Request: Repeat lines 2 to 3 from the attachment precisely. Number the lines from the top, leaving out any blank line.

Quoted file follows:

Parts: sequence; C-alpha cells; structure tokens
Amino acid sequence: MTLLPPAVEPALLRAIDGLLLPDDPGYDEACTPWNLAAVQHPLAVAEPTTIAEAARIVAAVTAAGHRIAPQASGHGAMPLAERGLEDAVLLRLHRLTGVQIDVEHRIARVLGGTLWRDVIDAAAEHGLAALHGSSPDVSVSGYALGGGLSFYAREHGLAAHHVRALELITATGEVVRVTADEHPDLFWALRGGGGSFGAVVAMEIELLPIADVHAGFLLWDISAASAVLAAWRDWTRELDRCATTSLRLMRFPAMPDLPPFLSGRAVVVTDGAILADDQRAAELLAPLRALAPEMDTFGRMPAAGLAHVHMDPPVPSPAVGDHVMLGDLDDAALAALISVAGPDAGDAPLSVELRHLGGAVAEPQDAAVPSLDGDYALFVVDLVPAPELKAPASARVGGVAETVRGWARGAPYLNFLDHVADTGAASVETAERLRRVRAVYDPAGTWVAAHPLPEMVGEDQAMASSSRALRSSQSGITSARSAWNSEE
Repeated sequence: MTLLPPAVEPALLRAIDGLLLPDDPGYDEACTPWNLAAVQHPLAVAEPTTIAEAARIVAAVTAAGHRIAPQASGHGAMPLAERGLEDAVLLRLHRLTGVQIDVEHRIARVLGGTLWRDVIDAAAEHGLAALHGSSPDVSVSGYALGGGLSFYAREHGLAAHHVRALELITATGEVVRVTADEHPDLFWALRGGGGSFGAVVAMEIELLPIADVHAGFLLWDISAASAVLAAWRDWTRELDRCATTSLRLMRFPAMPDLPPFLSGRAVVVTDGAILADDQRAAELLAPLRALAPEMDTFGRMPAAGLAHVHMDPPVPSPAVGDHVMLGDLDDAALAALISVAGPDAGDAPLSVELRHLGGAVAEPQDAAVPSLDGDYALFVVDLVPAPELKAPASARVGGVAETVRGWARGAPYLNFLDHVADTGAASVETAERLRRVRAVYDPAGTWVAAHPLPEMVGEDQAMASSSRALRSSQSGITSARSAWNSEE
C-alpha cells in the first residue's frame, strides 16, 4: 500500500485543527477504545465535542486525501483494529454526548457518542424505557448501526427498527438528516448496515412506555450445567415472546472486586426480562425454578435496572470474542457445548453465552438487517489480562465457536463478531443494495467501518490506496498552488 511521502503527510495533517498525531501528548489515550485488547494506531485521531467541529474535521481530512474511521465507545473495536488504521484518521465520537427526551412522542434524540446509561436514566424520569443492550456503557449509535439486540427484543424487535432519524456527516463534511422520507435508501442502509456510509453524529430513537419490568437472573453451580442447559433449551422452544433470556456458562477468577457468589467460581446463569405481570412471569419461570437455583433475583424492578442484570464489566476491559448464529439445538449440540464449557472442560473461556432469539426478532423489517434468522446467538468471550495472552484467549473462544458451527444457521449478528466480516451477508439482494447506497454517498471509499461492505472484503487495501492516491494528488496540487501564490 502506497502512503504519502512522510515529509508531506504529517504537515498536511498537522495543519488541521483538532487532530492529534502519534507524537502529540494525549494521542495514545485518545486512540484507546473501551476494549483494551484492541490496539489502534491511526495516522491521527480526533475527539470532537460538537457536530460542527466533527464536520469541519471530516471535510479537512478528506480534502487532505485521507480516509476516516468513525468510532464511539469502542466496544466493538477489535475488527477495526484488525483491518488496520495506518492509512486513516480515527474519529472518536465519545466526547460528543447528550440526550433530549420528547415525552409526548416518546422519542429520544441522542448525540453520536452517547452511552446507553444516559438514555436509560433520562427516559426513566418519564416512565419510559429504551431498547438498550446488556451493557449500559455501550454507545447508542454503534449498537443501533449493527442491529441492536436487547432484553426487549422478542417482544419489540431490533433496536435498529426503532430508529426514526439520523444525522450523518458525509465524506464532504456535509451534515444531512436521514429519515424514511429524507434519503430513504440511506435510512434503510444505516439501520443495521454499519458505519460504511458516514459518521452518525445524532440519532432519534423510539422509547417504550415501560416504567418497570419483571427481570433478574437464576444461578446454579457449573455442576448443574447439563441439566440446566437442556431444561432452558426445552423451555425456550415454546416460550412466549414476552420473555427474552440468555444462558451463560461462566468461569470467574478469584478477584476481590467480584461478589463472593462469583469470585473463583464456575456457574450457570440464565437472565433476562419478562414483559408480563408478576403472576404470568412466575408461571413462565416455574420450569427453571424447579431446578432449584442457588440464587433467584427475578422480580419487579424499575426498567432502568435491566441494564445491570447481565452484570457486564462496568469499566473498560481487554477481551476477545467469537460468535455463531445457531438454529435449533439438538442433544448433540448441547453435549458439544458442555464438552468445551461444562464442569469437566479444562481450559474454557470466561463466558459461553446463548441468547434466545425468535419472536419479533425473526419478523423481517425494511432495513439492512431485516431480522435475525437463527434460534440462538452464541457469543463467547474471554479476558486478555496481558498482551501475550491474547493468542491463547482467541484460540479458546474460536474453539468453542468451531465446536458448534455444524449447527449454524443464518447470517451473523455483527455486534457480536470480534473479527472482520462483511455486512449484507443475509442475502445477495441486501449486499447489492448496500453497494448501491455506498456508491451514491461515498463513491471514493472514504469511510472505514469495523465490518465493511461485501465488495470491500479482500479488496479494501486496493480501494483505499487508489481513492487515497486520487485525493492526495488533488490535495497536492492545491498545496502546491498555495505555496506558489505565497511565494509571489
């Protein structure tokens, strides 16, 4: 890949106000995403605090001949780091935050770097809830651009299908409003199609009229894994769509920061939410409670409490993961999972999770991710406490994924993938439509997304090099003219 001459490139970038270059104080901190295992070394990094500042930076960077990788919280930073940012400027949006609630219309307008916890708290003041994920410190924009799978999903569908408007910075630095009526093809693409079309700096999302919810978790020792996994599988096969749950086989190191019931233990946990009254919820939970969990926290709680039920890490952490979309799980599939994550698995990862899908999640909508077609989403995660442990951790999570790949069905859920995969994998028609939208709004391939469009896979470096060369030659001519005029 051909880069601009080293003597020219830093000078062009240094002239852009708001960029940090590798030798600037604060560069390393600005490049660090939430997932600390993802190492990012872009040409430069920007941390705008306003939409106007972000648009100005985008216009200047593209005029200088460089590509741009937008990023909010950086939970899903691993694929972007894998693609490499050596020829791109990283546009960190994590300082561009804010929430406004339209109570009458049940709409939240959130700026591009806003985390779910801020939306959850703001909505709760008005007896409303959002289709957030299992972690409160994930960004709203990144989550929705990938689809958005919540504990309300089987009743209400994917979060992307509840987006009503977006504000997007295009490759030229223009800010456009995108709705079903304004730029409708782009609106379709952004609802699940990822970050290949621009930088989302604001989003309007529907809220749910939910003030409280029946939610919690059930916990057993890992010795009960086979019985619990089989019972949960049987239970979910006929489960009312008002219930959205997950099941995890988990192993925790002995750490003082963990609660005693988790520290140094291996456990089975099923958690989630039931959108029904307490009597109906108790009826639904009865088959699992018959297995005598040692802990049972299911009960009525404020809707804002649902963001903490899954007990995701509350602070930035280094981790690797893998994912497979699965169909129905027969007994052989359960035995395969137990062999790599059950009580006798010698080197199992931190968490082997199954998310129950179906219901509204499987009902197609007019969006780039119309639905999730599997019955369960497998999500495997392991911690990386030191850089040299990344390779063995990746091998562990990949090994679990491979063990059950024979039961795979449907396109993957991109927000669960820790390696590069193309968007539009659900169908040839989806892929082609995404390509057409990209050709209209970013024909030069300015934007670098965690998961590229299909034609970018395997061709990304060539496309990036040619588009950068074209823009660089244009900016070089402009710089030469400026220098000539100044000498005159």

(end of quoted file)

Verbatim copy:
Amino acid sequence: MTLLPPAVEPALLRAIDGLLLPDDPGYDEACTPWNLAAVQHPLAVAEPTTIAEAARIVAAVTAAGHRIAPQASGHGAMPLAERGLEDAVLLRLHRLTGVQIDVEHRIARVLGGTLWRDVIDAAAEHGLAALHGSSPDVSVSGYALGGGLSFYAREHGLAAHHVRALELITATGEVVRVTADEHPDLFWALRGGGGSFGAVVAMEIELLPIADVHAGFLLWDISAASAVLAAWRDWTRELDRCATTSLRLMRFPAMPDLPPFLSGRAVVVTDGAILADDQRAAELLAPLRALAPEMDTFGRMPAAGLAHVHMDPPVPSPAVGDHVMLGDLDDAALAALISVAGPDAGDAPLSVELRHLGGAVAEPQDAAVPSLDGDYALFVVDLVPAPELKAPASARVGGVAETVRGWARGAPYLNFLDHVADTGAASVETAERLRRVRAVYDPAGTWVAAHPLPEMVGEDQAMASSSRALRSSQSGITSARSAWNSEE
Repeated sequence: MTLLPPAVEPALLRAIDGLLLPDDPGYDEACTPWNLAAVQHPLAVAEPTTIAEAARIVAAVTAAGHRIAPQASGHGAMPLAERGLEDAVLLRLHRLTGVQIDVEHRIARVLGGTLWRDVIDAAAEHGLAALHGSSPDVSVSGYALGGGLSFYAREHGLAAHHVRALELITATGEVVRVTADEHPDLFWALRGGGGSFGAVVAMEIELLPIADVHAGFLLWDISAASAVLAAWRDWTRELDRCATTSLRLMRFPAMPDLPPFLSGRAVVVTDGAILADDQRAAELLAPLRALAPEMDTFGRMPAAGLAHVHMDPPVPSPAVGDHVMLGDLDDAALAALISVAGPDAGDAPLSVELRHLGGAVAEPQDAAVPSLDGDYALFVVDLVPAPELKAPASARVGGVAETVRGWARGAPYLNFLDHVADTGAASVETAERLRRVRAVYDPAGTWVAAHPLPEMVGEDQAMASSSRALRSSQSGITSARSAWNSEE